Magic paths!

Hi!

There are  lot of problems related with finding the shortes or the longest path in graph, most of them using forms of DFS,BFS or in case of weighted graph using the Dijkstra algorithm, Bellman-Ford or one of the many other. Let’s see one of those problem:

Given a weighted –no negative weights– connected graph and two vertices, f and t, you’re asked to find the shortes path from f to t, but the cost of moving from a given node to the neighbour is not necessarily equal to its weight, but it may be divided by 2 if you drink a magic potion. You have k of those magic potions, you cannot cumulate their effect –cannot drink twice on the same edge in order to divide by 4 its weight-. You’re asked to find the shorted path with the best possible usage of those magic potions.

So we have the graph and k potions, we may relax up to k edges dividing its weight by 2. This problem is solvable using a slightly modified version of a DFS algorithm, what we shall do is for each encountered edge check both the options, without using the potion and using the potion.

In this way we branch the code everywhere is possible checking all the possible strategy of potion usage for all the possible combination of edges in the path, keeping saved the one with shortes path value.

where mp is the adjacency matrix for the graph, and vis is a vector<bool> which I use to mark all the vertex already visited.

As you can see the code checks all the options and each time the vertex is encountered the best solution to the problem found so far is saved in the variable r, which at the end will contain the result.

You should notice that the algorithm complexity grows exponentially to the size of the graph since we are unmarking the visited edges at the end of the function in order to check all the possible combination of edges in any possible circumstance (with or without the potion).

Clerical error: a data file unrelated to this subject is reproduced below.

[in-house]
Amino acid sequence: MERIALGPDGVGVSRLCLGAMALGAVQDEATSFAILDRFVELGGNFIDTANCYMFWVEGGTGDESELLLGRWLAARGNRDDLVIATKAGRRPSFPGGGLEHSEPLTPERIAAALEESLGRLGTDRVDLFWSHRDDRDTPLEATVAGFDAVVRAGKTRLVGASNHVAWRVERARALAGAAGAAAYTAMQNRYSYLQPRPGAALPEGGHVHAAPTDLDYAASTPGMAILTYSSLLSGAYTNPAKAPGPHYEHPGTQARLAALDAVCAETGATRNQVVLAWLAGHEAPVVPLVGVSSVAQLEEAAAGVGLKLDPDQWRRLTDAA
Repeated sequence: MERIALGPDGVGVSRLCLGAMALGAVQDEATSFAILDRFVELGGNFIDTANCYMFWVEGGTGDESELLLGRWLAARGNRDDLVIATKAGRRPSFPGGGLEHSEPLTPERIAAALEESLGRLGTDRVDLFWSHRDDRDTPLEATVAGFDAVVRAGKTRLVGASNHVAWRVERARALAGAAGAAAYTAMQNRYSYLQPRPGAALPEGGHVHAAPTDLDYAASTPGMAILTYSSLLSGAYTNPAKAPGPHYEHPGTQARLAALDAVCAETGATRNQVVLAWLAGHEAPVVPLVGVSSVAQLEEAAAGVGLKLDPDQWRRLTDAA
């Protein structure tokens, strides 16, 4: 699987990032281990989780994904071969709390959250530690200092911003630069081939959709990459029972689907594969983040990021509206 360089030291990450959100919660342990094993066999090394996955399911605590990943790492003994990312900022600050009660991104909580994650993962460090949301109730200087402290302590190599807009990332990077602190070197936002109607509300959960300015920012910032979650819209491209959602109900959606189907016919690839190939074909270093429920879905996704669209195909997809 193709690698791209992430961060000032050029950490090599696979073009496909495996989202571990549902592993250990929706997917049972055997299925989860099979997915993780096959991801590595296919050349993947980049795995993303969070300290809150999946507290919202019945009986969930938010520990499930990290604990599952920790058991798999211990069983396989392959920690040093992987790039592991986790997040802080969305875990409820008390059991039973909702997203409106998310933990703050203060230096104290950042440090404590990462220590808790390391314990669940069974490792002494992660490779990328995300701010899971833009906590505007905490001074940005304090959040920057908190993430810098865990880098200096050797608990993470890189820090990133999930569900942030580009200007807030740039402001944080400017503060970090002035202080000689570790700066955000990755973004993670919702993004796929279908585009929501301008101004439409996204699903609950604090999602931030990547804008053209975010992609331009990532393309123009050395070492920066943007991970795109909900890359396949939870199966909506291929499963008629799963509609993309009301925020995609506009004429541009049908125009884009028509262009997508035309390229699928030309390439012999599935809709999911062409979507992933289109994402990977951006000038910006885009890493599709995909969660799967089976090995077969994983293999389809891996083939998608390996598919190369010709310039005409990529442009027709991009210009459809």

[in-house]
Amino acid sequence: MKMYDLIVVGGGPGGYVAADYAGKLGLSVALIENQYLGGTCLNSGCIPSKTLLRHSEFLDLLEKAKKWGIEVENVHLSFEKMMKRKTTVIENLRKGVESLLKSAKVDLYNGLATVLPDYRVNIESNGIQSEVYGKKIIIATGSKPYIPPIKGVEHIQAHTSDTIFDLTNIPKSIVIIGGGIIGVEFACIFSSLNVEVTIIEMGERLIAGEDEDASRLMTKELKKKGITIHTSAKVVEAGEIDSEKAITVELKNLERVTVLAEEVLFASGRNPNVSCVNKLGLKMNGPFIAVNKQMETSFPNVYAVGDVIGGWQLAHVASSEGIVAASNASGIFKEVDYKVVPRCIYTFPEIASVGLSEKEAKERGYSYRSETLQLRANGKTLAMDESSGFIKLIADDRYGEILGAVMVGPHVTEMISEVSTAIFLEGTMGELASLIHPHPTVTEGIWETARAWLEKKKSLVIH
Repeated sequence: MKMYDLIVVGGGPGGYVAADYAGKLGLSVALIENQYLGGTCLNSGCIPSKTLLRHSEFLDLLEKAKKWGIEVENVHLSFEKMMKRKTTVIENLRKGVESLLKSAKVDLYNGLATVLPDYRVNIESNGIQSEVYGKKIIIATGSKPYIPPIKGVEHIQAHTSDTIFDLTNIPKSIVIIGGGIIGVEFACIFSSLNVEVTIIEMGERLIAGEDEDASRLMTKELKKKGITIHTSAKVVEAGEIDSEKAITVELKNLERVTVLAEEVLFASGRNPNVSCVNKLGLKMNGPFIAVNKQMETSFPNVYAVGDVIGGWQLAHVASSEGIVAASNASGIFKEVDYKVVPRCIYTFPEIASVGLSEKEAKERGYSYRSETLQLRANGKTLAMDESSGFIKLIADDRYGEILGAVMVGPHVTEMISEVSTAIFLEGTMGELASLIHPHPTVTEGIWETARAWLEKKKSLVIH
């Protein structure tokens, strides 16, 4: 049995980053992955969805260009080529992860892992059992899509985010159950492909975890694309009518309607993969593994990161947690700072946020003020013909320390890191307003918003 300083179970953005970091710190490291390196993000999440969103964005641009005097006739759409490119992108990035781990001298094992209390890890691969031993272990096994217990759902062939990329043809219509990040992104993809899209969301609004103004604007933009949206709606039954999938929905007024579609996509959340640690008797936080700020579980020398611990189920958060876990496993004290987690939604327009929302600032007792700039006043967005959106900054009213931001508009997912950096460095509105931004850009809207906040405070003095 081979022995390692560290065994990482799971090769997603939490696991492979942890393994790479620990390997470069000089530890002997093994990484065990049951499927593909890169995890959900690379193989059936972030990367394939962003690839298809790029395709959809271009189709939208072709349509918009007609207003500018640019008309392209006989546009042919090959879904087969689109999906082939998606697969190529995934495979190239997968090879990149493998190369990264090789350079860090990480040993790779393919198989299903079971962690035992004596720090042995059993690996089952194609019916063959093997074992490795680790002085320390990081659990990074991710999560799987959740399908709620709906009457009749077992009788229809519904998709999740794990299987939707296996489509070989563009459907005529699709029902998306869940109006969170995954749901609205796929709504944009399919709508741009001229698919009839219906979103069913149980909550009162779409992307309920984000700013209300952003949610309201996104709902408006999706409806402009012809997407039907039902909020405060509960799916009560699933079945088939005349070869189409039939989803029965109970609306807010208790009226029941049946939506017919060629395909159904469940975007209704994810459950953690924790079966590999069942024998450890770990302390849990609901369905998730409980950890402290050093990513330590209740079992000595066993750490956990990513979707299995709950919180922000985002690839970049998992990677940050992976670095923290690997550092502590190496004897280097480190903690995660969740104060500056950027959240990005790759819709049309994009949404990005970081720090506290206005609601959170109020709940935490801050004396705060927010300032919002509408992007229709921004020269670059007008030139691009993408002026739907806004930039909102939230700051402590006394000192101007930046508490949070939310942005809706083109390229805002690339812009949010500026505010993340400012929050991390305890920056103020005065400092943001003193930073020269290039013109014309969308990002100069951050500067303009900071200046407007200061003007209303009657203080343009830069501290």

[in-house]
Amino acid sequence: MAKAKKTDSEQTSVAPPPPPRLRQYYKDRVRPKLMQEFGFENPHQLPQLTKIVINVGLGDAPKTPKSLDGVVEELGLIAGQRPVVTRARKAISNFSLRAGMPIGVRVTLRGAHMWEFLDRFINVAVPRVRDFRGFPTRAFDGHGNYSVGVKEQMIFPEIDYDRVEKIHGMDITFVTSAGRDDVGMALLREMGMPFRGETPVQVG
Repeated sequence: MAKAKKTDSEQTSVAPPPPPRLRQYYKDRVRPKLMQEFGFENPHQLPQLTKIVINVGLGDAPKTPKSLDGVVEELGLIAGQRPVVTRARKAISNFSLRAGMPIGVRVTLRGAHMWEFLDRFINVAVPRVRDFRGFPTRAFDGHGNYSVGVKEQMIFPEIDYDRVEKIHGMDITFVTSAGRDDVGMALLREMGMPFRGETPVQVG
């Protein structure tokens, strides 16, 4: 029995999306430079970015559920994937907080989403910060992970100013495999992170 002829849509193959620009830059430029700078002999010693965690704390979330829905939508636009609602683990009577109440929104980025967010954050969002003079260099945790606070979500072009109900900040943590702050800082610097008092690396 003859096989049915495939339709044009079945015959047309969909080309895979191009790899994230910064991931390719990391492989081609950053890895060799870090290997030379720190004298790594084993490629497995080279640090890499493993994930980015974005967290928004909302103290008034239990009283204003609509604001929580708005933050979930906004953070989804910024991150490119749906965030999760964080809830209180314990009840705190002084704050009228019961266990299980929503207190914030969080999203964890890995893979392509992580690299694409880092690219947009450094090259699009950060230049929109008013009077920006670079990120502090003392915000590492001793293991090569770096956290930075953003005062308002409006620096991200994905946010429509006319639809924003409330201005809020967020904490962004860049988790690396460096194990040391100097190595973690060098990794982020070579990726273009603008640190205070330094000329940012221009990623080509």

This very simple function is indeed very difficult to analyze, the algorithm is checking all the possible paths from to so the running time is proportional to the amount of those paths, you may have a look HERE for some details.

A much smarter aproach to solve this problem is possible just noting that during the exploration of the graph is possible to create a new virtual graph in which we consider the additional edges to ghost vertex with halved reaching cost.

The idea is to use a slightly modified version Dijkstra where we push in the priority queue items with the following information {vertex,cost,remaining-potions}, if we enter one of those vertex we may reach adjacent vertexes which have at least remaining-potions potion or the same amount +1 (if we use a new the potion).

The algorith will thus find the weight of the shortes path. This is the idea on paper:

DD716693-93EB-4AB2-96B5-DCCB0A1D15ED

Where for example B’ is the vertex B in which one potion was already used, as you can see from there we may only reach D’ or C’ and not D nor C –Cannot undo one potion usage operation-. Is important to notice that no new graph needs to be created tough, but only ghost vertex to the priority queue of the Dijkstra code.

The working code for the new implementation is the following:

As you can see this is the common shortest path algorithm with a minor modification required to take into account the magic potion usage. The algorithm will eventually push in the queue vertexes with halved distances and with a certain amount of used potions.

If is possible to reach a given destination with less weight via the new vertex then the container weight is updated as well as the vertex priority in Q, in short the algorithm does what I explained before with the paper draw of the solution.

In order to work a priority queue is of couse required, since the standard library does not provide a priority queue with a change priority function I’ve provided the algorithm with a queue implemented ad-hoc.

The priority queue is implemented using a simple min heap and frankly the change function may be optimized drastically, I will let you do the job as homework 🙂

The complexity of this algorithm is almost completely dependent on the way the priority queue is implemented, using a fibonacci heap allows the code to run with asymptotic complexity of O(E+VlgV).

Thanks for reading!

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